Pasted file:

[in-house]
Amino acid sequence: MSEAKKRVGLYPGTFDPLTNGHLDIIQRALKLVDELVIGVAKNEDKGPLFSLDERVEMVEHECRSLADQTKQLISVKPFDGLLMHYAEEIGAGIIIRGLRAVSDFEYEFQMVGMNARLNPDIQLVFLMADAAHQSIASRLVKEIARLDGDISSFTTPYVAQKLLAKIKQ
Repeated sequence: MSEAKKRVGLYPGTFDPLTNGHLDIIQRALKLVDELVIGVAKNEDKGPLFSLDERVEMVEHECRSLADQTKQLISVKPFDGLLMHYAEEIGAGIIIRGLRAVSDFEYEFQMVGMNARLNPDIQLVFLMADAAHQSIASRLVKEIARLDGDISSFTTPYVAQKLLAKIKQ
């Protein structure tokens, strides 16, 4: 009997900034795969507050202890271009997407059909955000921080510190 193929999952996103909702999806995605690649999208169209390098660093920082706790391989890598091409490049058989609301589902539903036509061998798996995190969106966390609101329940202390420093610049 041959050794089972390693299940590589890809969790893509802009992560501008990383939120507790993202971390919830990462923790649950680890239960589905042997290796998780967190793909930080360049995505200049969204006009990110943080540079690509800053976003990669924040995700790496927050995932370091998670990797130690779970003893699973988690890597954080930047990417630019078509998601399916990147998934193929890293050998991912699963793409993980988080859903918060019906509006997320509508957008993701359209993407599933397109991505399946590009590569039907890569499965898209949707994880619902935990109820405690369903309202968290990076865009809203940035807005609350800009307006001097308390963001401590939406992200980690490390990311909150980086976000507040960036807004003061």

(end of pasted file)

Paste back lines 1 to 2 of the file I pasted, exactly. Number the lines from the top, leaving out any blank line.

[in-house]
Amino acid sequence: MSEAKKRVGLYPGTFDPLTNGHLDIIQRALKLVDELVIGVAKNEDKGPLFSLDERVEMVEHECRSLADQTKQLISVKPFDGLLMHYAEEIGAGIIIRGLRAVSDFEYEFQMVGMNARLNPDIQLVFLMADAAHQSIASRLVKEIARLDGDISSFTTPYVAQKLLAKIKQ